LB505, a bill that was introduced to require insurance companies to offer autism coverage finally found a home in LB254. Senator Colby Coash, introducer of LB505, had made several attempts this week to amend this much needed bill into other bills but was unable to attach to any bill that successfully advanced until it landed with LB254. This bill would allow for up to 25 hours a week of covered therapy until the insured individual turns 21. It is estimated that 1,000 individuals in our state will benefit from this.

On April 9th Governor Heineman signed into law LB96 a bill that I am proud to have co-sponsored. LB96 exempts farm machine repair and replacement parts from sales tax. This will allow our Nebraska implement dealers to compete more fairly with surrounding states which have no sales tax on these items. On a final note, LB766, a bill that I introduced was signed by Governor Heineman on April 10th.  This was a clean-up bill I introduced dealing with the tuition assistance programs offered to National Guard members.

Newsletter 4/4/14

April 3rd, 2014

What a week it has been in the Legislature. Governor Heineman announced that he used his “red pen” to veto about $65.3 million from the almost $8 billion budget that the Legislature had sent him.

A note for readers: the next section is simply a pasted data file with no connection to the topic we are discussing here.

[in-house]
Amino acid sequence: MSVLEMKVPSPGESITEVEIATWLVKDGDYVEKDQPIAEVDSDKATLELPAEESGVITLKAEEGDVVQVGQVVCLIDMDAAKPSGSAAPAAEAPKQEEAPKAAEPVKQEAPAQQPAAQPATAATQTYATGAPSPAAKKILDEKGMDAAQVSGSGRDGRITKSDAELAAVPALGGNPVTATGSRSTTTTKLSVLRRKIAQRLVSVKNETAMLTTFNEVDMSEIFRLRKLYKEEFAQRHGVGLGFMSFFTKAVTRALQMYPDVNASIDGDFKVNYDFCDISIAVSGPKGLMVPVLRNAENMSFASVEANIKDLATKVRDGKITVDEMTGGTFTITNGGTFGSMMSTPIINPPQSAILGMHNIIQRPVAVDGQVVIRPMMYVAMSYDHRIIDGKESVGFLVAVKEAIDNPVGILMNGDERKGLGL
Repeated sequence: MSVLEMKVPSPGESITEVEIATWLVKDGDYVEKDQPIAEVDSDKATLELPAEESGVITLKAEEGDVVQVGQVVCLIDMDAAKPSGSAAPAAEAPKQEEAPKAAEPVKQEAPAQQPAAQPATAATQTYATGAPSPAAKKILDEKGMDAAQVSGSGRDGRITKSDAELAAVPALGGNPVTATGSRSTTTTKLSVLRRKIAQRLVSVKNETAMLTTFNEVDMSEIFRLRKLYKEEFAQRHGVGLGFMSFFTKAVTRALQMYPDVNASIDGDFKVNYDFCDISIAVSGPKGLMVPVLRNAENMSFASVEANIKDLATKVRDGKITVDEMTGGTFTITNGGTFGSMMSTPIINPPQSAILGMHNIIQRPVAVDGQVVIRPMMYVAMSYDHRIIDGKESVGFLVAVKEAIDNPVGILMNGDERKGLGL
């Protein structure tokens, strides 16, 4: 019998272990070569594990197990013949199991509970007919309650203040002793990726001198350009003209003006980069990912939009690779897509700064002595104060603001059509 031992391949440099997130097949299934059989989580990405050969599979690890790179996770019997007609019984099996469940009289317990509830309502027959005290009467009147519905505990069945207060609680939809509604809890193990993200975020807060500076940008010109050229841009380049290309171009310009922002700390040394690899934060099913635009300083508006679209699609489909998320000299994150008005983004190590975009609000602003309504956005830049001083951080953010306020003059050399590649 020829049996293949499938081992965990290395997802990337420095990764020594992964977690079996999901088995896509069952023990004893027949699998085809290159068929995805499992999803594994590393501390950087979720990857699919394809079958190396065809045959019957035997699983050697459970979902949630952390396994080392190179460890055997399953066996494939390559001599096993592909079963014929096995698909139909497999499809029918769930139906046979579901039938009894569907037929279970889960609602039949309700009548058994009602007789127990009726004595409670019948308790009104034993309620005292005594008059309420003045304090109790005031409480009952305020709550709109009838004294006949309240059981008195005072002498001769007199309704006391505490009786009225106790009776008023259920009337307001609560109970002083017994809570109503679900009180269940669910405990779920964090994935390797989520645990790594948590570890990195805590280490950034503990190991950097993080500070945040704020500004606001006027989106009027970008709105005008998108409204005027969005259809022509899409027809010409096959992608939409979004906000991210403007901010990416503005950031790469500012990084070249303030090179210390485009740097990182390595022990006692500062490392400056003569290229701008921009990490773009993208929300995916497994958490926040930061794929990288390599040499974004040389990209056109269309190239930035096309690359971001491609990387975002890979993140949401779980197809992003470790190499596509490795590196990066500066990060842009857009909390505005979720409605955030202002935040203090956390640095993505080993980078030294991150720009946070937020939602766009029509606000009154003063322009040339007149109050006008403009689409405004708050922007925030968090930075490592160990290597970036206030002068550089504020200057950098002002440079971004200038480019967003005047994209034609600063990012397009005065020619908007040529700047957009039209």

Because the vetoes were on budget bills the Appropriations Committee met to address the vetoes and make their recommendations. This year, the Appropriations Committee decided to address the Governor’s vetoes in one package – all or nothing! Attempts were made to pull out specific veto items but all were unsuccessful. On April Fool’s Day the Legislature moved to override the budget vetoes and it was successful. I wish I could tell you it was a bad April Fool’s joke, but it is not. The supporters of the override would have you believe that most Nebraskans feel that spending $2.5 million on fountains to be placed in the four Capitol courtyards is a priority – I fought this on General File and Select File. I still believe it is a poor use of your money.